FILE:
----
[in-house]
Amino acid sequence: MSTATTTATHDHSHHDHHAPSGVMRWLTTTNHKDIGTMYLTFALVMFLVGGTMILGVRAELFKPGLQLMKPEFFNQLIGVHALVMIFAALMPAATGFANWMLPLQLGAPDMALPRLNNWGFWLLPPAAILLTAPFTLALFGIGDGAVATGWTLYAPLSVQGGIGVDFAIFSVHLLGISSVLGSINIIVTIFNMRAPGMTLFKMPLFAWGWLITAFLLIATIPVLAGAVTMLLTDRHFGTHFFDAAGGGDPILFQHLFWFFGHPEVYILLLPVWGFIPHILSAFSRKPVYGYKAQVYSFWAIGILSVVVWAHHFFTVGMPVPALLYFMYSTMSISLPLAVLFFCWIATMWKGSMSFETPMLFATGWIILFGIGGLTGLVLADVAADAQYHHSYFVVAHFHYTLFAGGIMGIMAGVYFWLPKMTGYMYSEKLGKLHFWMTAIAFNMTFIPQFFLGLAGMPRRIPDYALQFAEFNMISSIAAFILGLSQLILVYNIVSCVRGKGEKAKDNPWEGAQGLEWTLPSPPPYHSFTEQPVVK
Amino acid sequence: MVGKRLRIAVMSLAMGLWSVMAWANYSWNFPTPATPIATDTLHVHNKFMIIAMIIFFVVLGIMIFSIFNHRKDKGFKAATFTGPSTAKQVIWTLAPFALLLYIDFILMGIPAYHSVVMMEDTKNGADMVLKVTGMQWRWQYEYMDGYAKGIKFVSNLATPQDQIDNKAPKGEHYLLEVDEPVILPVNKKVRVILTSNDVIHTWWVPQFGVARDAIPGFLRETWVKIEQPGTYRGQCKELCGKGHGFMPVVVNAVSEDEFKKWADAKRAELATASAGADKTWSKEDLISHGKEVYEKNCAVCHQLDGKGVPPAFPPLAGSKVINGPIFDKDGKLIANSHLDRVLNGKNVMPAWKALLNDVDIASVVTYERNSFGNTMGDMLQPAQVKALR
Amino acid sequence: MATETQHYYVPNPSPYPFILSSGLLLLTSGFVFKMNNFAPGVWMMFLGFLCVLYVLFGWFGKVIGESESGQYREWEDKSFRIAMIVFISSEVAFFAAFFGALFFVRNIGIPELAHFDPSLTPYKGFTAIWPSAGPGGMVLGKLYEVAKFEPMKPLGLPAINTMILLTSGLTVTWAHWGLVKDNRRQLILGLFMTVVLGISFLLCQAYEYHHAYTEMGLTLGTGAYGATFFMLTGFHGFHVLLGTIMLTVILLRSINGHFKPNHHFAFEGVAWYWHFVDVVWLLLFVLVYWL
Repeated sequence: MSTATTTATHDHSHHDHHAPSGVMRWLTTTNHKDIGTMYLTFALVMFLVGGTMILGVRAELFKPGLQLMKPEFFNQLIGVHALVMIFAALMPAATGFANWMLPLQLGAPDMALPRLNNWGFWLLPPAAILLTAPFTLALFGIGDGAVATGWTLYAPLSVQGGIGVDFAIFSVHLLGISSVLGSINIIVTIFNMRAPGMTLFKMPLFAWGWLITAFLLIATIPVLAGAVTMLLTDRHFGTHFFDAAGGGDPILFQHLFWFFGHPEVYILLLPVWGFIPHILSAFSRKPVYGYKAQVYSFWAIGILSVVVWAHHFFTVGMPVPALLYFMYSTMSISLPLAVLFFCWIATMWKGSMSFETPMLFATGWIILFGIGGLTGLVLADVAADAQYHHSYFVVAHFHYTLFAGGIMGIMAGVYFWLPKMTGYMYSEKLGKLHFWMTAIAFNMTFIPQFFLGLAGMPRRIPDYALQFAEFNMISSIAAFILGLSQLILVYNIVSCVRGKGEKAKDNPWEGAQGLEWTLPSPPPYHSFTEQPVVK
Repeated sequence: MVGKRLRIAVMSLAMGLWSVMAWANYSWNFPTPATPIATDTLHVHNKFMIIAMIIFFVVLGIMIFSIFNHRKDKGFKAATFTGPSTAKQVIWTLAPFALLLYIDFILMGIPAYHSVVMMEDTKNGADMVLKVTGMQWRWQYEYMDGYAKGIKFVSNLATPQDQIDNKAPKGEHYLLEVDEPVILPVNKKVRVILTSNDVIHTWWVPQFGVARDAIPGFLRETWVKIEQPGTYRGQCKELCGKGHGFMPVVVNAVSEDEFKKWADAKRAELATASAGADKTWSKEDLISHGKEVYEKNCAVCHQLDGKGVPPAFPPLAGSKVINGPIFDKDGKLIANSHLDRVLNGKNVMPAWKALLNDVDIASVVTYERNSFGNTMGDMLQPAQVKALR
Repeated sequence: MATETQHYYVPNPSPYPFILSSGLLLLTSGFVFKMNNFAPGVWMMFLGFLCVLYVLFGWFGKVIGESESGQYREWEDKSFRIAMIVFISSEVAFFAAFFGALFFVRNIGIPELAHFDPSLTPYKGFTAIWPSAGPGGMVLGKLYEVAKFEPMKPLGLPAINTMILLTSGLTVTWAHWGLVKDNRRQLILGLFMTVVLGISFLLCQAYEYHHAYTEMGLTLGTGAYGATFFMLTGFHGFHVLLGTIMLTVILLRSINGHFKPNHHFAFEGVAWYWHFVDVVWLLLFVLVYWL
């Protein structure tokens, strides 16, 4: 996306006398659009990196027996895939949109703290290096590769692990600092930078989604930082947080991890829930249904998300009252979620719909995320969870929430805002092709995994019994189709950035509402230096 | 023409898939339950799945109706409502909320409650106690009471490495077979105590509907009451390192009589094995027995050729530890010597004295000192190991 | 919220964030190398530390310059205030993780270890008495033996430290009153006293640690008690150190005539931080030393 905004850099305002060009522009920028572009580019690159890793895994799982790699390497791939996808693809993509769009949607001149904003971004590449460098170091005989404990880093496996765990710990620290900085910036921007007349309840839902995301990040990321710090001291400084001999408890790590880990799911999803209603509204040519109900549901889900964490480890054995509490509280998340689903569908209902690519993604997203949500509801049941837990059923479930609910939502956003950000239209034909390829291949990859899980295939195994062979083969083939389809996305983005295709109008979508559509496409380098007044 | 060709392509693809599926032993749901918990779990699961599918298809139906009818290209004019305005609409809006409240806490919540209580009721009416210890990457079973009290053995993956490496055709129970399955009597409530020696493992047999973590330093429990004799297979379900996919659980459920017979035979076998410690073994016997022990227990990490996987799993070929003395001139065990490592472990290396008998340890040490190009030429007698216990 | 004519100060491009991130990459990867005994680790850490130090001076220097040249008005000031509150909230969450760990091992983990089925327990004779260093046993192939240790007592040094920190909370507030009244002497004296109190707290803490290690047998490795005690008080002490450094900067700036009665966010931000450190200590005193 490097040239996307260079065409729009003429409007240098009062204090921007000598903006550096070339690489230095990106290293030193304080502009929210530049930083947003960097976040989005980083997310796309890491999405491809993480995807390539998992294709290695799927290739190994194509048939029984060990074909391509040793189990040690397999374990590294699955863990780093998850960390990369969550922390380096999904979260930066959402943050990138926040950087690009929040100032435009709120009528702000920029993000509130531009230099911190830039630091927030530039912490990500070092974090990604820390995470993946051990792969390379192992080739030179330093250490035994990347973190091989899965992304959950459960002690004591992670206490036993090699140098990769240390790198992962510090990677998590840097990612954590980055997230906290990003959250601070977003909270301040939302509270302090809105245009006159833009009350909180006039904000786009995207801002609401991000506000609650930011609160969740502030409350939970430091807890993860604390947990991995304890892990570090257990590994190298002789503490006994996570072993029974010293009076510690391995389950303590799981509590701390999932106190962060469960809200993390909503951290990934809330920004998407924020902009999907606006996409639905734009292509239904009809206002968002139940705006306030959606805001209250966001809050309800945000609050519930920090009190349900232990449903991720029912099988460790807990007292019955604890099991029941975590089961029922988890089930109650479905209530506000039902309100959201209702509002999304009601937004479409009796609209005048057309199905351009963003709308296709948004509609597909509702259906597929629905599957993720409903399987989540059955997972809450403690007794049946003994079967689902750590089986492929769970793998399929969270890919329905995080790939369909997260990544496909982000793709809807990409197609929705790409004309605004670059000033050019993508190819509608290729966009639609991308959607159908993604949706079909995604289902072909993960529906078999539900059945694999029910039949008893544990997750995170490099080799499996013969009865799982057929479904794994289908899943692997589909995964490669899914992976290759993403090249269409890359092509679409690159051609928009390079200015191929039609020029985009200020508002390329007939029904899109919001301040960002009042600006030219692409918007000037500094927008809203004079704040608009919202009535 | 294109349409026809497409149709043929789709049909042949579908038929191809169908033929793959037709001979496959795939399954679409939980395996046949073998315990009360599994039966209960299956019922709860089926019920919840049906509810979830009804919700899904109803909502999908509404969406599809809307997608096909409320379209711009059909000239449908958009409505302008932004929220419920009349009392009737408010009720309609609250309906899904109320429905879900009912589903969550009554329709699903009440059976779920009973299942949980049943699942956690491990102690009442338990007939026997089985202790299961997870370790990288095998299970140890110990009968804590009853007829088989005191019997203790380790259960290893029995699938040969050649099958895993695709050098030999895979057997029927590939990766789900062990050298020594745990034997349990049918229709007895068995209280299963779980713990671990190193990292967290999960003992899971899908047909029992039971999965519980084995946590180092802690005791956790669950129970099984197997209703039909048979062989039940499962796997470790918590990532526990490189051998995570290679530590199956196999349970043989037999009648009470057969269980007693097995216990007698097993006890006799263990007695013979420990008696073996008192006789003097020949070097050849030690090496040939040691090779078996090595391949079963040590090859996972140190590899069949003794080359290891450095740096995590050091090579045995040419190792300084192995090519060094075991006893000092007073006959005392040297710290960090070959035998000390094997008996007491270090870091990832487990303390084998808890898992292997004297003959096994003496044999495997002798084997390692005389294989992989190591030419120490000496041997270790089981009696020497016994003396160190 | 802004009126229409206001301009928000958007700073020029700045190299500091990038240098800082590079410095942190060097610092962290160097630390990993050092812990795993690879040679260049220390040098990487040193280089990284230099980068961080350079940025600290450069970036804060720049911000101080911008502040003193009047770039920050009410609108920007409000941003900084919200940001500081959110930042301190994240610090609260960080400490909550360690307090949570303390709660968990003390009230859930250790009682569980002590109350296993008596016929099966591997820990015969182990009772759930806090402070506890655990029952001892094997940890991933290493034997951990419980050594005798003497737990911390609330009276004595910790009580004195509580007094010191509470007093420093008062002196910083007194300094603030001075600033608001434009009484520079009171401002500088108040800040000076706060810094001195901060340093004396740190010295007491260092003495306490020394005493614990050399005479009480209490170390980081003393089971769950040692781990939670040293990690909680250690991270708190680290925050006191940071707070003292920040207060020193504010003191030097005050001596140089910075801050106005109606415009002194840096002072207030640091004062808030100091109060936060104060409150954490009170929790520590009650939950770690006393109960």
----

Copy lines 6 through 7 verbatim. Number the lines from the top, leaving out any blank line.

Repeated sequence: MVGKRLRIAVMSLAMGLWSVMAWANYSWNFPTPATPIATDTLHVHNKFMIIAMIIFFVVLGIMIFSIFNHRKDKGFKAATFTGPSTAKQVIWTLAPFALLLYIDFILMGIPAYHSVVMMEDTKNGADMVLKVTGMQWRWQYEYMDGYAKGIKFVSNLATPQDQIDNKAPKGEHYLLEVDEPVILPVNKKVRVILTSNDVIHTWWVPQFGVARDAIPGFLRETWVKIEQPGTYRGQCKELCGKGHGFMPVVVNAVSEDEFKKWADAKRAELATASAGADKTWSKEDLISHGKEVYEKNCAVCHQLDGKGVPPAFPPLAGSKVINGPIFDKDGKLIANSHLDRVLNGKNVMPAWKALLNDVDIASVVTYERNSFGNTMGDMLQPAQVKALR
Repeated sequence: MATETQHYYVPNPSPYPFILSSGLLLLTSGFVFKMNNFAPGVWMMFLGFLCVLYVLFGWFGKVIGESESGQYREWEDKSFRIAMIVFISSEVAFFAAFFGALFFVRNIGIPELAHFDPSLTPYKGFTAIWPSAGPGGMVLGKLYEVAKFEPMKPLGLPAINTMILLTSGLTVTWAHWGLVKDNRRQLILGLFMTVVLGISFLLCQAYEYHHAYTEMGLTLGTGAYGATFFMLTGFHGFHVLLGTIMLTVILLRSINGHFKPNHHFAFEGVAWYWHFVDVVWLLLFVLVYWL